While Hoffman and Yeh’s book claims that companies like Google, Facebook, Microsoft, Apple, and Amazon are icons of the blitzscaling approach, this idea is plausible only with quite a bit of revisionist history. Each of these companies achieved profitability (or in Amazon’s case, positive cash flow) long before its IPO, and growth wasn’t driven by a blitzkrieg of spending to acquire customers below cost, but by breakthrough products and services, and by strategic business model innovations that were rooted in a future that the competition didn’t yet understand. These companies didn’t blitzscale; they scaled sustainably.
Google raised only $36 million before its IPO—an amount that earned Sidecar’s Sunil Paul the dismal third prize of going out of business. For that same level of investment, Google was already hugely profitable.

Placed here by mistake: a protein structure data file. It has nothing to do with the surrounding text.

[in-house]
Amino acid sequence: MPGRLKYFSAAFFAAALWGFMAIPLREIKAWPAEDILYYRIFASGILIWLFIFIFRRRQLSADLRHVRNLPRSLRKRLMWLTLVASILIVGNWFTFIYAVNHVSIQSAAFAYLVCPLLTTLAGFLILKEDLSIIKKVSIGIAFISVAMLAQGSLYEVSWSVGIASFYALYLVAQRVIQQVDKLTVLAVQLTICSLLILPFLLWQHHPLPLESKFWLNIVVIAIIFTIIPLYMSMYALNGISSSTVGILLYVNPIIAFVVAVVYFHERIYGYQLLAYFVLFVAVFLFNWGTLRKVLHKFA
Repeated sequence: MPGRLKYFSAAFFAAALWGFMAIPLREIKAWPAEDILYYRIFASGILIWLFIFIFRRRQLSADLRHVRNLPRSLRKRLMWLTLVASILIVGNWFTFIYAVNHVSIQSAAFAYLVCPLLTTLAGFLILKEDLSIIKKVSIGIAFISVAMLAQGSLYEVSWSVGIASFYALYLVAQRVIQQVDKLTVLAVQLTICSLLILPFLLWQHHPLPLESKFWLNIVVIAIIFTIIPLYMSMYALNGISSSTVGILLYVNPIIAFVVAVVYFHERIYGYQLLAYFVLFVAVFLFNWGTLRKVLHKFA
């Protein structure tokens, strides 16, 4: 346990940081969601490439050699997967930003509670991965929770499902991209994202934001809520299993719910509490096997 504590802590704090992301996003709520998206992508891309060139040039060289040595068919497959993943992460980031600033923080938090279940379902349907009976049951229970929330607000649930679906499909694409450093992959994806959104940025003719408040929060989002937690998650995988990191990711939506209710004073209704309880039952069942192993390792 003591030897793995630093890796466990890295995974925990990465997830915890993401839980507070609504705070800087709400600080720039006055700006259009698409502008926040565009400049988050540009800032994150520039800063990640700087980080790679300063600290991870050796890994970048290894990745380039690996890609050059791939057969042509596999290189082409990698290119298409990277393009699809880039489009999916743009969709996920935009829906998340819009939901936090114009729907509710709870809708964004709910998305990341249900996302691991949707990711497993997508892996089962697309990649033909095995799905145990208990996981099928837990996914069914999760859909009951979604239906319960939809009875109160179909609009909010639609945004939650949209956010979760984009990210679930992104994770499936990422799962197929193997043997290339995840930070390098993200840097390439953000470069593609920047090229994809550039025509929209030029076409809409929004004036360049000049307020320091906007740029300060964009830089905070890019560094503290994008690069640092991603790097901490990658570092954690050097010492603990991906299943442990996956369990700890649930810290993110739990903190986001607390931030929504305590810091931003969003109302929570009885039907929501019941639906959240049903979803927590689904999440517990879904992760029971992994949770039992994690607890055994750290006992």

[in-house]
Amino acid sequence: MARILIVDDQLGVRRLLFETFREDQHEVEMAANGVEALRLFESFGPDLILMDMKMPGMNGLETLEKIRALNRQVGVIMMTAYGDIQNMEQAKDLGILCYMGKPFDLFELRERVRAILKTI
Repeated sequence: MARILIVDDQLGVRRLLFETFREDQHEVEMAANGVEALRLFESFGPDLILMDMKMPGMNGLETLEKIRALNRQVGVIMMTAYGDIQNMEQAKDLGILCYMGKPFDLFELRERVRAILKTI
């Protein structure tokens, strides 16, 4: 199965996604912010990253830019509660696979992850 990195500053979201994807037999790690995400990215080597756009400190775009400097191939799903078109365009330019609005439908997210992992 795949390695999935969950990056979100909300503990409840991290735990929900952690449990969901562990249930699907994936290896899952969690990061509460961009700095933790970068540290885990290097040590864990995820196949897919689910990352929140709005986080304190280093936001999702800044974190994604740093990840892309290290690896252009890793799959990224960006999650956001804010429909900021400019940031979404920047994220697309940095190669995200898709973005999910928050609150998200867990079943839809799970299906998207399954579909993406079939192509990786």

Tim O’Reilly, The fundamental problem with blitzscaling
Facebook’s rise to dominance was far more capital-intensive than Google’s. The company raised $2.3 billion before its IPO, but it too was already profitable long before it went public; according to insiders, it ran close to breakeven from fairly early in its life.
To my own mind the fundamental problem with blitzscaling is that it salts the fields. When an investor-funded company like Uber enters a market with a nonsensical business, it undermines the economics for companies in that same space. Cab drivers, for example, were able to make a real living before Uber.